Does unconditional love mean you accept people fully — without wanting them to be better? As a parent, does it mean you don’t push your kids to do better? As a spouse, does it mean you don’t encourage your partner to grow? As a manager, does it mean you accept ho-hum performance?
Is there a way to be unconditionally loving, and also to hold high expectations?
Recently I noticed myself thinking harsh, judgmental words about my son and his (lack of) homework. Lazy. Lame. Idiotic. Mostly I avoided saying these out loud, but there were a few, “Don’t be so ___” phrases coming out.
This is absolutely not how I want him to see himself, and not how I want to think and feel about him. I want him to know he’s loved no matter what, and that I value and respect him for who he is. I want him to do his best, but at the same time, to know he is a great person even when he messes up.
Feeling Inadequate, Passing it On
Perhaps this is partly due to my own self-perception of inadequacy. There’s this little voice in my head saying, “You’re not living up to your potential.” I grew up hearing this often. And another, “If you did better, you’d deserve love and respect” — no one ever said this one to me… yet somehow I heard it. For most of my life I’ve felt inadequate, and that I need to prove myself.
On the one hand, this is motivating. At times, it’s pushed me to push myself. On the other, it’s told me to give up on what’s too hard, to take shortcuts, and that real happiness lives outside of myself. I certainly don’t want to pass that on.
Yet, I do have high expectations – I want my son to work harder and do better. And, I want him to know he’s loved and perfect. Can those two coexist? When I asked Max (who’s now 11) about this, he said that if I didn’t push, I’d be like one of those parents who made excuses and acted like their kid was perfect even when they behaved badly.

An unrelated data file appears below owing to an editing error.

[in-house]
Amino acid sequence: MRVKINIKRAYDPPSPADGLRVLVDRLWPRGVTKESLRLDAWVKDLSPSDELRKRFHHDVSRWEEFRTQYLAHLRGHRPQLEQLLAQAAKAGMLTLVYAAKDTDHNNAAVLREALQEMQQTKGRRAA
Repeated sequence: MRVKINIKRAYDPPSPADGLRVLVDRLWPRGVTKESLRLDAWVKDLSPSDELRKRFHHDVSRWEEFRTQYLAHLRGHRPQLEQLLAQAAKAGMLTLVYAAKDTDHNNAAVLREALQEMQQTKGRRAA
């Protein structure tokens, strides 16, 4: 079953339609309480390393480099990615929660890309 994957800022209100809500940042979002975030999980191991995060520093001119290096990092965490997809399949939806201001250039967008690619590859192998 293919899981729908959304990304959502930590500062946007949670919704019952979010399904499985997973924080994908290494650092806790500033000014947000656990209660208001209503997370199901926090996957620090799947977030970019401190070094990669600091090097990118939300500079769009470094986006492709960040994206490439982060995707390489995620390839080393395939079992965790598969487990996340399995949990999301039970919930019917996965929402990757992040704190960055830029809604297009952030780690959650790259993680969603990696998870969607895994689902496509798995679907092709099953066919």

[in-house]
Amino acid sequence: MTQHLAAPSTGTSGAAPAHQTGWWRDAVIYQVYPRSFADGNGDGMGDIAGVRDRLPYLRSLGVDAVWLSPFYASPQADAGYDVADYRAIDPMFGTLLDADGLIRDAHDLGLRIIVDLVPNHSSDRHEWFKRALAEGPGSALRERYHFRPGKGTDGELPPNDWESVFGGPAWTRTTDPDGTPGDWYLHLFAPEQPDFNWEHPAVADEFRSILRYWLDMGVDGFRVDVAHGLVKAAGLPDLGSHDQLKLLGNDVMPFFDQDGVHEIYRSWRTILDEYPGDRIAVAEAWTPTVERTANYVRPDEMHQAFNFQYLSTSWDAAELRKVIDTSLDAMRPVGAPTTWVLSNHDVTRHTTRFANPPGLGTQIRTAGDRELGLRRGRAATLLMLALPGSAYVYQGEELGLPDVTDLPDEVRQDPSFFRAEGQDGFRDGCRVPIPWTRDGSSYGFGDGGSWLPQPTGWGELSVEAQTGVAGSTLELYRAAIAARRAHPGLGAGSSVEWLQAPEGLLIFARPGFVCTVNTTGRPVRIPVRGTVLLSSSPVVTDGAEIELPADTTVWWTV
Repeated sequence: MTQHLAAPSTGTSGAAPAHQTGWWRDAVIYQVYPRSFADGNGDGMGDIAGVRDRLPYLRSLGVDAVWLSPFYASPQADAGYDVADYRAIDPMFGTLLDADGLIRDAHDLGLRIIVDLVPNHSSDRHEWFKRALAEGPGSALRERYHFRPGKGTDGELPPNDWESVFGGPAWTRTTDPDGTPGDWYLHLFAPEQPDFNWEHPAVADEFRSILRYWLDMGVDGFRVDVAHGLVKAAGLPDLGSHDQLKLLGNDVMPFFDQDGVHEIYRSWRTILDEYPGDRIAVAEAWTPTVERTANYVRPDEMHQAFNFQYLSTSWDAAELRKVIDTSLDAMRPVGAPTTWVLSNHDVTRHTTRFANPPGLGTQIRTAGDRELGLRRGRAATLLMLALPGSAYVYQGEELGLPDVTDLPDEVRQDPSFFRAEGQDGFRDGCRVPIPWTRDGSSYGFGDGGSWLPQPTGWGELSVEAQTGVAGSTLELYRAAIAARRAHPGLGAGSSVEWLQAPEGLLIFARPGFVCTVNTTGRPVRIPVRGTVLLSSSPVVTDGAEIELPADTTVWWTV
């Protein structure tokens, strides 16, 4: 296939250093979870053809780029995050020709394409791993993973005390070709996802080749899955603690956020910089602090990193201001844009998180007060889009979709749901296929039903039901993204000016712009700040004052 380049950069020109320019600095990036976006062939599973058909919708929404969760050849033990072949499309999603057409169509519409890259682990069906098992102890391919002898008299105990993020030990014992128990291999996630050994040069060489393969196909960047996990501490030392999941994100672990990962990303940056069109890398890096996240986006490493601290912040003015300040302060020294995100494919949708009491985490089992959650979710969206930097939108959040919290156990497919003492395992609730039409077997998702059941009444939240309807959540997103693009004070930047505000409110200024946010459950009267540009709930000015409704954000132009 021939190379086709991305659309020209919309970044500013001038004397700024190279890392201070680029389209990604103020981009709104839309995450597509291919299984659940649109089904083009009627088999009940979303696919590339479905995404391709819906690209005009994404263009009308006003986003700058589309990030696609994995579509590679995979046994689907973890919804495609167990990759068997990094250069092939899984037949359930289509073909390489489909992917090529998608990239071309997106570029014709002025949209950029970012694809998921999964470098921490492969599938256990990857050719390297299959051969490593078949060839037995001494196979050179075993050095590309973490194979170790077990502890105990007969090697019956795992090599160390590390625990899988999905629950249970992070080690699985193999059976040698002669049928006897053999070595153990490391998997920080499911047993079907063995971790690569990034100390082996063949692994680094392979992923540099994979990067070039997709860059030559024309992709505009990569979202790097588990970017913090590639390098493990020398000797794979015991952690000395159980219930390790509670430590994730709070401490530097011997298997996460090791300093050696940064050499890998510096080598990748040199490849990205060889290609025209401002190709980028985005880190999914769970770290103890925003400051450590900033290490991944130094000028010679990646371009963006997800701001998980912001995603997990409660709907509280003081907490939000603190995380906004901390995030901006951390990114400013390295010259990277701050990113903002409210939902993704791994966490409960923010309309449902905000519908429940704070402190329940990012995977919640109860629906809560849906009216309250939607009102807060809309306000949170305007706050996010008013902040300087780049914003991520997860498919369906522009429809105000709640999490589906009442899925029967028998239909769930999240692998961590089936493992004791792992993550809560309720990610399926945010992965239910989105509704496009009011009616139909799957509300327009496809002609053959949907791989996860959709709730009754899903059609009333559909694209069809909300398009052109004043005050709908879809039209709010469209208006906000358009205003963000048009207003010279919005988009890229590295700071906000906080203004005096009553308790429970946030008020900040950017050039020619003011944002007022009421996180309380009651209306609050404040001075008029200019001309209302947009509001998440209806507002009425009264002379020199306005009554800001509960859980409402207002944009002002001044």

Is Love Conditional?
I can see many of my clients and friends struggling with this too — especially with people who are “selected” (unlike our kids who arrive as a kind of “mystery package”). We want our husbands and wives to be more supportive, we want our friends to be just a bit more (or less) relaxed, we want our employees to be a lot more committed… yet we’ve chosen these people and made a commitment. Do we make that commitment based on an expectation that they’ll change to be what we REALLY want, or based on who they are?
What if we turn it around. How do I want my kids, my wife, my boss, to see me? How can they motivate me to grow and do better? If they see me as not good enough, will it help me be better — or will I shut down? If I feel real support and acceptance, will I be more motivated to do better – or will I be complacent?
I suspect that this distinction between acceptance/love and expectation is profoundly important for healthy relationships. I certainly know that I’m a lot more motivated to be and do my best when I know that the people around me are on MY side — that they’re supporting me for what I want, not for their expectations. So perhaps it comes down to letting go of the external expectation, and instead supporting each person in our lives to reach their own goals?
Could that work? How would it feel? How do we start?
Latest posts by Joshua Freedman (see all)
- Leaders on EQ – 7 Insights - May 31, 2019
- The United Nations Emotional Intelligence Conference, 3 Key Insights - May 27, 2019
- The Amadori Case: Supplying McDonalds – Organizational Engagement, Emotional Intelligence and Performance - February 13, 2019